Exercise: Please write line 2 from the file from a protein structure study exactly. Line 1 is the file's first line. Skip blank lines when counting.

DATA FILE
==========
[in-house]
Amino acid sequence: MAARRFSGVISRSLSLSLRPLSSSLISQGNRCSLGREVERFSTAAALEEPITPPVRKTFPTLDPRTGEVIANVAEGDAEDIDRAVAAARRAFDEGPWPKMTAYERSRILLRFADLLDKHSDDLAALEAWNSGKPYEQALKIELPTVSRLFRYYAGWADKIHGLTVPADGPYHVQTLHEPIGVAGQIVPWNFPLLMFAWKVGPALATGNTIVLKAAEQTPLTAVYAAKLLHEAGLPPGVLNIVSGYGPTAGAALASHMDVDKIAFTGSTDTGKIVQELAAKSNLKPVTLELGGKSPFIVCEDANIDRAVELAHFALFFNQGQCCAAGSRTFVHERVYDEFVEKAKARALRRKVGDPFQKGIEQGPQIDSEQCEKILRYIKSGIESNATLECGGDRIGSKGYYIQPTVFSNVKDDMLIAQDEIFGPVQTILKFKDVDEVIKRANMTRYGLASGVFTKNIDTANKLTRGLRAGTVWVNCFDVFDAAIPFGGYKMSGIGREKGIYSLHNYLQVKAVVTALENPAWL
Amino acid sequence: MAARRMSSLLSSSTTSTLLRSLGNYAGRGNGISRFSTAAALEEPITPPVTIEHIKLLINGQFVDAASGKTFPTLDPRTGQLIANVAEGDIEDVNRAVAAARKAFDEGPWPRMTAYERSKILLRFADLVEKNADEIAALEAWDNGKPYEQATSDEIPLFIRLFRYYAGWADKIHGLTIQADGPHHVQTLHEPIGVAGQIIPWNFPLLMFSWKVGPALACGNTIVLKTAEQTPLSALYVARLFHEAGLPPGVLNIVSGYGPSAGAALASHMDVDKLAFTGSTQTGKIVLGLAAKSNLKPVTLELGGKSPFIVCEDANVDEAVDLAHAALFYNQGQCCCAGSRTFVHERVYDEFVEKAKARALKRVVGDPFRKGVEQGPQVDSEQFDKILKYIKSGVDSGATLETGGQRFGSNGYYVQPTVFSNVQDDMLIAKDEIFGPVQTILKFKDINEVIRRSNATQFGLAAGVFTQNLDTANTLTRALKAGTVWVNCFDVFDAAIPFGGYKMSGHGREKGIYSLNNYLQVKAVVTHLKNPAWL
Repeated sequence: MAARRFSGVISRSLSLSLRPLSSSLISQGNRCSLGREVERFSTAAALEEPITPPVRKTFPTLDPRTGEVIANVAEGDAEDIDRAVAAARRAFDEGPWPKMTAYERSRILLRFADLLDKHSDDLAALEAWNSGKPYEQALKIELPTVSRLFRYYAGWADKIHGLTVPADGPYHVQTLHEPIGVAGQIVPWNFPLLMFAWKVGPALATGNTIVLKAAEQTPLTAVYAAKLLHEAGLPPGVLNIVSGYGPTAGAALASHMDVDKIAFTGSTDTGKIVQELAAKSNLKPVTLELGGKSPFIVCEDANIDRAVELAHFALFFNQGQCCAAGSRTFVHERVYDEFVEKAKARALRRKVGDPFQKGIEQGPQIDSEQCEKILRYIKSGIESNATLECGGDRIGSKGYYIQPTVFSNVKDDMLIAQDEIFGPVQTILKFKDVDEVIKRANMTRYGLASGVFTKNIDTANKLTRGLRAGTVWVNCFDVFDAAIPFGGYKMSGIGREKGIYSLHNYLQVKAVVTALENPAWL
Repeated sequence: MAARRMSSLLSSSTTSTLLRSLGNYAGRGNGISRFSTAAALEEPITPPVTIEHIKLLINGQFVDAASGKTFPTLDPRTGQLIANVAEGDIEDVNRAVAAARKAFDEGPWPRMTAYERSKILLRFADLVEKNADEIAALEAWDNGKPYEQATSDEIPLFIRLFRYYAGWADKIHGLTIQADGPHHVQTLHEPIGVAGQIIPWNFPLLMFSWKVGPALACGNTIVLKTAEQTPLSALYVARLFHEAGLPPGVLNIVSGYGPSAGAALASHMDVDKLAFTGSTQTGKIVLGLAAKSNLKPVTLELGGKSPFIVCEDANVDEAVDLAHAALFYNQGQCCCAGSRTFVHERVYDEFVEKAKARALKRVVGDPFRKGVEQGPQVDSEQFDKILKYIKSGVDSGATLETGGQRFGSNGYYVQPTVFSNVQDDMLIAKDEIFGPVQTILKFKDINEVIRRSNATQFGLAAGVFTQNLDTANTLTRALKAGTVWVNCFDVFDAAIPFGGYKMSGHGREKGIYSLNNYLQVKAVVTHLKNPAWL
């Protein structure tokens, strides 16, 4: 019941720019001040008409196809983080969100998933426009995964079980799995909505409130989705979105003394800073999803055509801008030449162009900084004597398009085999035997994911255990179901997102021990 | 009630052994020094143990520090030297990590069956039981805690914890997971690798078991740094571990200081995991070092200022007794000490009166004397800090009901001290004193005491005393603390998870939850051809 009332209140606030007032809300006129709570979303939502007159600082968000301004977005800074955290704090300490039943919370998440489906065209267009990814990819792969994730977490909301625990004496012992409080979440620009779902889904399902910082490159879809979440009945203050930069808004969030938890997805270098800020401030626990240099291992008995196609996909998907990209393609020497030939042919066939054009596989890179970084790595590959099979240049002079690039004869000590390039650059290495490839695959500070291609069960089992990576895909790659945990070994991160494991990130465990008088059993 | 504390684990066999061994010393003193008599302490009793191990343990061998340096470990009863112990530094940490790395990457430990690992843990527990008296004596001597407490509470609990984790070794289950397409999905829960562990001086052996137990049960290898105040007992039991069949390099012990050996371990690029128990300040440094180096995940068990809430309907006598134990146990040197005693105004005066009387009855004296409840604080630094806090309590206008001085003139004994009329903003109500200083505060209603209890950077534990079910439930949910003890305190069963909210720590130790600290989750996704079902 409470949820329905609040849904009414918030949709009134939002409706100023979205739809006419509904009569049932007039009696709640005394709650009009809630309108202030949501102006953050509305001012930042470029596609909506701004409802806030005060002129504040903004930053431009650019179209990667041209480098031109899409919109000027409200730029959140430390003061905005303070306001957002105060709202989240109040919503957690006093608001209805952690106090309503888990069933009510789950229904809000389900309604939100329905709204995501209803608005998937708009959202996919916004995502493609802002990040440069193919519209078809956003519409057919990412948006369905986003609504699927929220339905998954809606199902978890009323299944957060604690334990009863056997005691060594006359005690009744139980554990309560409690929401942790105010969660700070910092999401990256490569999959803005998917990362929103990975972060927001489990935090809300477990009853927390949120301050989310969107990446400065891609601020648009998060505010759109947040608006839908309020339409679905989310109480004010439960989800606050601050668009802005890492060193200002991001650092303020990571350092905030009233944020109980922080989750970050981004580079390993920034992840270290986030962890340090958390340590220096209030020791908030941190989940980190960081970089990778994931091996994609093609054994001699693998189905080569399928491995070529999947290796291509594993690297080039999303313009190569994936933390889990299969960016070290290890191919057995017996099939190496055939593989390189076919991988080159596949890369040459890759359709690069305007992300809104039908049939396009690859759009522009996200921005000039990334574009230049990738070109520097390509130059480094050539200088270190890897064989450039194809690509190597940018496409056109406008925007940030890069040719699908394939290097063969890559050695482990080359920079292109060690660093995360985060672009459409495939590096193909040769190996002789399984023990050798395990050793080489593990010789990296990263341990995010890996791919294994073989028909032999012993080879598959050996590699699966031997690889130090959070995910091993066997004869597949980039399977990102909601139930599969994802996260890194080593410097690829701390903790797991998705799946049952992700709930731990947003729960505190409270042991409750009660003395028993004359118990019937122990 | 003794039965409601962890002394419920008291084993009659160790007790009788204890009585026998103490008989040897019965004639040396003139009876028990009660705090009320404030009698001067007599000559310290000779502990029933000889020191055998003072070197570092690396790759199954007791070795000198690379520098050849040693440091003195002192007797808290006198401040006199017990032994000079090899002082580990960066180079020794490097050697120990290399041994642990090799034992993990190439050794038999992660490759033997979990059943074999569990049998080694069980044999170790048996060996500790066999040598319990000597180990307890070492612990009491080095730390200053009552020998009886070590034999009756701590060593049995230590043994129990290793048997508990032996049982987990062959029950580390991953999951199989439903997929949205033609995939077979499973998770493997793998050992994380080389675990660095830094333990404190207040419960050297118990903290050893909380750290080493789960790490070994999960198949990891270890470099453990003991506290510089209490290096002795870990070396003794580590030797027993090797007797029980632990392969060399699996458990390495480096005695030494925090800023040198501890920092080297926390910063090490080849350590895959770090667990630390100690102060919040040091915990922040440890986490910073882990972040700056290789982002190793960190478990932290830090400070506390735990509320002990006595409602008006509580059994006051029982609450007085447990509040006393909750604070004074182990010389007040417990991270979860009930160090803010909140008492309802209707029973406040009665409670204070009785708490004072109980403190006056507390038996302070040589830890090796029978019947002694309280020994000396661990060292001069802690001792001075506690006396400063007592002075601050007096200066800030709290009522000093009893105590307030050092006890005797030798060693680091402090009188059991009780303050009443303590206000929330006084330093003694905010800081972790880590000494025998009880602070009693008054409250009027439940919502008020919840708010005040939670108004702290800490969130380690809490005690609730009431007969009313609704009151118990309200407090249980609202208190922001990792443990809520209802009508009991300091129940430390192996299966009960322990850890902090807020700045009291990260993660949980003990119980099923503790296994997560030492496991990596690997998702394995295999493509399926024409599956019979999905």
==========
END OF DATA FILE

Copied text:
Amino acid sequence: MAARRFSGVISRSLSLSLRPLSSSLISQGNRCSLGREVERFSTAAALEEPITPPVRKTFPTLDPRTGEVIANVAEGDAEDIDRAVAAARRAFDEGPWPKMTAYERSRILLRFADLLDKHSDDLAALEAWNSGKPYEQALKIELPTVSRLFRYYAGWADKIHGLTVPADGPYHVQTLHEPIGVAGQIVPWNFPLLMFAWKVGPALATGNTIVLKAAEQTPLTAVYAAKLLHEAGLPPGVLNIVSGYGPTAGAALASHMDVDKIAFTGSTDTGKIVQELAAKSNLKPVTLELGGKSPFIVCEDANIDRAVELAHFALFFNQGQCCAAGSRTFVHERVYDEFVEKAKARALRRKVGDPFQKGIEQGPQIDSEQCEKILRYIKSGIESNATLECGGDRIGSKGYYIQPTVFSNVKDDMLIAQDEIFGPVQTILKFKDVDEVIKRANMTRYGLASGVFTKNIDTANKLTRGLRAGTVWVNCFDVFDAAIPFGGYKMSGIGREKGIYSLHNYLQVKAVVTALENPAWL